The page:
Our blog post this week is written by Mosaicist and Co-op member June Martin of Moth and Twig.
Clearly I did not ever have a love affair with Antoni Gaudi since he died in 1926 and I’m not THAT old, but I am deeply in love with his works. Gaudi has been a great inspiration for my work in mosaic arts. I had the great pleasure of spending nearly a month, solo, in Barcelona, Spain. It was 2004 and I was going through some transitions so off to Europe I went, mainly because as an emerging mosaic artist, I knew had to experience Gaudi’s works first hand and I knew that a week or two was not going to be adequate in order to savor his works and the magnificent city of Barcelona.
Gaudi experienced various influential periods in his life including, but not limited to, his Orientalist period, Neo-Gothic period, and Naturalist Period. I seem to be drawn to his Naturalist Period the most, though arguably, all of his periods can be seen in his works. I remember how I felt when I first entered Casa Mila (more commonly known as La Pedrera). With its sinuous curves, interior courtyards, and rooftop with chimneys covered in ceramics and shapes that suggest medieval helmets, I remember feeling as though I had stepped into an organic being. I was filled with joy, wonder, and incredible excitement. I would soon learn that I would experience these emotions every time I viewed or stepped inside one of Gaudi’s creations. I can only envy the handful of families who have the distinct pleasure of residing in Casa Mila.
Wandering through the various areas of Casa Mila was truly an amazing experience. From the structure to the beautiful furnishings, truly a magical experience.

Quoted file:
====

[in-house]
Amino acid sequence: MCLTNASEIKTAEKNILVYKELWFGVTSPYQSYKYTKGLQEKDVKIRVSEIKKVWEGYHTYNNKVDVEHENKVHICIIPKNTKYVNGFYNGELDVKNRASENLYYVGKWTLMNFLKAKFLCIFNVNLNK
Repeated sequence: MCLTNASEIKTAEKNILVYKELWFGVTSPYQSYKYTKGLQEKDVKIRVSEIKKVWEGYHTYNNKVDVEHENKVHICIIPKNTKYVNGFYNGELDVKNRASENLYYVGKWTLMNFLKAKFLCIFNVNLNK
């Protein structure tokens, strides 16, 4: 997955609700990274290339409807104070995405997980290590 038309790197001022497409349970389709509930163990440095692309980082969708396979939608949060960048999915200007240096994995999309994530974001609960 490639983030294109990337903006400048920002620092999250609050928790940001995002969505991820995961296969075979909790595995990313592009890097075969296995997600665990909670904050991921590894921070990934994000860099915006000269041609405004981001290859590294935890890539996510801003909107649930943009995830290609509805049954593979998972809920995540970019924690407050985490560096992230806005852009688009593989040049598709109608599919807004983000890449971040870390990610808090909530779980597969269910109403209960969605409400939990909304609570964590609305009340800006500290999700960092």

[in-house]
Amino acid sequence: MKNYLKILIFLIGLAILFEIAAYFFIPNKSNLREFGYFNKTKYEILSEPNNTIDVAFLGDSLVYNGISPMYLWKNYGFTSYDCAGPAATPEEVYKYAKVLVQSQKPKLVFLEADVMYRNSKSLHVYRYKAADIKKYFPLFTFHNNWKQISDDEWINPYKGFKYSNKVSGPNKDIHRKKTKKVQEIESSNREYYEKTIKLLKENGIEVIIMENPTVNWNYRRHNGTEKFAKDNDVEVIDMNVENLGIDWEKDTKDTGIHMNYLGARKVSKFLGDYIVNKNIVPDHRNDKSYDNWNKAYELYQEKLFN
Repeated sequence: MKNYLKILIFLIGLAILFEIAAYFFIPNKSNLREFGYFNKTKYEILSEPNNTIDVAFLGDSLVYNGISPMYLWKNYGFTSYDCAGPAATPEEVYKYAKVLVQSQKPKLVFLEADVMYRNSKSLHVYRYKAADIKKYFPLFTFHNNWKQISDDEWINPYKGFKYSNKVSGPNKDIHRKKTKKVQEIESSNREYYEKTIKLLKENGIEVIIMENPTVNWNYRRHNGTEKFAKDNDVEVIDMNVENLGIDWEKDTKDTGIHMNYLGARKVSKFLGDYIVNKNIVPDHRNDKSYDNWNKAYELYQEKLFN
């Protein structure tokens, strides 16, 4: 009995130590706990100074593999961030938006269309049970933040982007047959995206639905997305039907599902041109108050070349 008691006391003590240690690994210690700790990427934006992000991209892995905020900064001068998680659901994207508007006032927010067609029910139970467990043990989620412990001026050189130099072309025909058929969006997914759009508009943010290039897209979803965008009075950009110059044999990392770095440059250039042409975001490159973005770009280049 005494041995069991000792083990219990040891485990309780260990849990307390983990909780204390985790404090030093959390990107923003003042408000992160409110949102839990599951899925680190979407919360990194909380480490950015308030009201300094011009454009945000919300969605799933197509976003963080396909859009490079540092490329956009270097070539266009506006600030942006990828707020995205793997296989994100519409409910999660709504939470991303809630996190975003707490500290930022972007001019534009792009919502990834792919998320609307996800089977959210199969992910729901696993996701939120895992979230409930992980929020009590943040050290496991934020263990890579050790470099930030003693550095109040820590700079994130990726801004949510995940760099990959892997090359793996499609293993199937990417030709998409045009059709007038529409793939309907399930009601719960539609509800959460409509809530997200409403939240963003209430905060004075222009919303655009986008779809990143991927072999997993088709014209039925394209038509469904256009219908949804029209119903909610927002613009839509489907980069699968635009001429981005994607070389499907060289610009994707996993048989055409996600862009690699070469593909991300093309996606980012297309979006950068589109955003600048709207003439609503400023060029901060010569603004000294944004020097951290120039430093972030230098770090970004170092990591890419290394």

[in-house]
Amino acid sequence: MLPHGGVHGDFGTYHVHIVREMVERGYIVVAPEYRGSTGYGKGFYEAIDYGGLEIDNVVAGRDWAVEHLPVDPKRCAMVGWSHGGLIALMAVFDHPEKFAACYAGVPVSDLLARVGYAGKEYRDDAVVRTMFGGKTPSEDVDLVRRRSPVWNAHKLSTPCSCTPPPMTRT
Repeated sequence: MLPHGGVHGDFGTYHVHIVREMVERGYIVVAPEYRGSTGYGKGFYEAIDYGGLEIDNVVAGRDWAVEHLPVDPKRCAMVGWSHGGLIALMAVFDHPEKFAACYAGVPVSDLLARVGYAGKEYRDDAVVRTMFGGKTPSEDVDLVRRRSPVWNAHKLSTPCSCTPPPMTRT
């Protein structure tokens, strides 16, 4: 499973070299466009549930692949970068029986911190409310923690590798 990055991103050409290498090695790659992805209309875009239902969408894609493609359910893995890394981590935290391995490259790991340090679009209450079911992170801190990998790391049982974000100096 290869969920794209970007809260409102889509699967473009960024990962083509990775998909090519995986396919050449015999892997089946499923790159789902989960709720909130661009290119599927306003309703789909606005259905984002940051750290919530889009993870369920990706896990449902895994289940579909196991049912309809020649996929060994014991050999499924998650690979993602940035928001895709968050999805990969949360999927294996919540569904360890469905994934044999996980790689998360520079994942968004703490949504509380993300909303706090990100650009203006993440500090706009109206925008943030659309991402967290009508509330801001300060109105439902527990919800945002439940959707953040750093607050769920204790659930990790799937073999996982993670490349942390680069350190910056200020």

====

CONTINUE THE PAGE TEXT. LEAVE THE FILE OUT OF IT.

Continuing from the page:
Could such a place exist? Again, it was like stepping inside a living, breathing, beautiful being. I was overcome by beauty, form, color, and the feeling of happiness, playfulness, and pure joy.
During my month long adventure, I continued to meander throughout the city, visiting other Gaudi wonders as well as reveling in other artists’ works including that of Pablo Picasso and Salvador Dali. I was inspired by the fluidity and beauty of Art Nouveau, seemingly at every turn, and the Modernista buildings throughout Barcelona including Casa Lleo Morera, Casa Calvet, and Casa Vicens.
Towards the end of my stay, I finally made it to the Sagrada Familia, and to Parc Guell. I had seen and experienced so much by the time I made it to these places, that I felt it only fitting to pay homage to Gaudi one sunny afternoon at Parc Guell. After meandering around the park and soaking in the amazing structures, the mosaics, and of course the iconic Parc Guell lizard, I climbed to the highest point in the park and made sure I had a clear view of The Sagrada Familia. It is there that I enjoyed a picnic consisting of Cava (Spanish wine), cheeses, biscuits, and a few tapas from my adventures the night before.
I toasted Gaudi and his brilliance, and I toasted the other artists and architects who created such beauty in fabulous Barcelona. I felt lucky to be alive and humbled by the brilliance all around me. I took all that I saw back with me to the states and knew that I would never quite be the same. I felt newly inspired and excited to continue on my path as a burgeoning mosaic artist
Stop by Artistic Portland any day of the week 10 am - 6 pm (noon-5 pm on Sundays) to see and purchase June's work in person!